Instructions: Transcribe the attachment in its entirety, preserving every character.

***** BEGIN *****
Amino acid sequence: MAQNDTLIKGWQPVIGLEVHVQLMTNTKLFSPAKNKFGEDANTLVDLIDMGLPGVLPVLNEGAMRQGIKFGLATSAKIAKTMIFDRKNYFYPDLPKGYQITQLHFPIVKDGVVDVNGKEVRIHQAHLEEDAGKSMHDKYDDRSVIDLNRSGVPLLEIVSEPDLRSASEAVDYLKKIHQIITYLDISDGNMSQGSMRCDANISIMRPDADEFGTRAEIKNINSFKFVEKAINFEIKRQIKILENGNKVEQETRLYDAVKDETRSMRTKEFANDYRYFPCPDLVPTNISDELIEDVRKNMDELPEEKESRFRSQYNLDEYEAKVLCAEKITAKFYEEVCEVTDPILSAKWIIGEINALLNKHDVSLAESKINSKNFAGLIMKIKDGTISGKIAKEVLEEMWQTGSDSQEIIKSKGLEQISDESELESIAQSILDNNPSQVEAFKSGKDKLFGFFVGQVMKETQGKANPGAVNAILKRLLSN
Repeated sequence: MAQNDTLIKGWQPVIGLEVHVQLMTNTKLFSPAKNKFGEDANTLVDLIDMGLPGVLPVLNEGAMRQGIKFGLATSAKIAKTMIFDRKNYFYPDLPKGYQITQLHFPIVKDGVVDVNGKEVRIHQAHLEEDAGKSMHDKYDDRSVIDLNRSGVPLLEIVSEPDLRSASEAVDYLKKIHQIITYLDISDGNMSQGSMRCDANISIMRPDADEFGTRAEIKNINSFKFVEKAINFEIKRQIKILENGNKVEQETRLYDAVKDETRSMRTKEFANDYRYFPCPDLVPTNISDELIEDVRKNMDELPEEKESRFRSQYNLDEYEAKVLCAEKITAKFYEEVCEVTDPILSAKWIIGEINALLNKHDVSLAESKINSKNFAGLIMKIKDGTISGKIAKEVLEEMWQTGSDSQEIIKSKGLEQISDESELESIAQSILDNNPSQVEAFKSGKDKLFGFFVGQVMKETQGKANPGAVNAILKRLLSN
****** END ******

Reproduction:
Amino acid sequence: MAQNDTLIKGWQPVIGLEVHVQLMTNTKLFSPAKNKFGEDANTLVDLIDMGLPGVLPVLNEGAMRQGIKFGLATSAKIAKTMIFDRKNYFYPDLPKGYQITQLHFPIVKDGVVDVNGKEVRIHQAHLEEDAGKSMHDKYDDRSVIDLNRSGVPLLEIVSEPDLRSASEAVDYLKKIHQIITYLDISDGNMSQGSMRCDANISIMRPDADEFGTRAEIKNINSFKFVEKAINFEIKRQIKILENGNKVEQETRLYDAVKDETRSMRTKEFANDYRYFPCPDLVPTNISDELIEDVRKNMDELPEEKESRFRSQYNLDEYEAKVLCAEKITAKFYEEVCEVTDPILSAKWIIGEINALLNKHDVSLAESKINSKNFAGLIMKIKDGTISGKIAKEVLEEMWQTGSDSQEIIKSKGLEQISDESELESIAQSILDNNPSQVEAFKSGKDKLFGFFVGQVMKETQGKANPGAVNAILKRLLSN
Repeated sequence: MAQNDTLIKGWQPVIGLEVHVQLMTNTKLFSPAKNKFGEDANTLVDLIDMGLPGVLPVLNEGAMRQGIKFGLATSAKIAKTMIFDRKNYFYPDLPKGYQITQLHFPIVKDGVVDVNGKEVRIHQAHLEEDAGKSMHDKYDDRSVIDLNRSGVPLLEIVSEPDLRSASEAVDYLKKIHQIITYLDISDGNMSQGSMRCDANISIMRPDADEFGTRAEIKNINSFKFVEKAINFEIKRQIKILENGNKVEQETRLYDAVKDETRSMRTKEFANDYRYFPCPDLVPTNISDELIEDVRKNMDELPEEKESRFRSQYNLDEYEAKVLCAEKITAKFYEEVCEVTDPILSAKWIIGEINALLNKHDVSLAESKINSKNFAGLIMKIKDGTISGKIAKEVLEEMWQTGSDSQEIIKSKGLEQISDESELESIAQSILDNNPSQVEAFKSGKDKLFGFFVGQVMKETQGKANPGAVNAILKRLLSN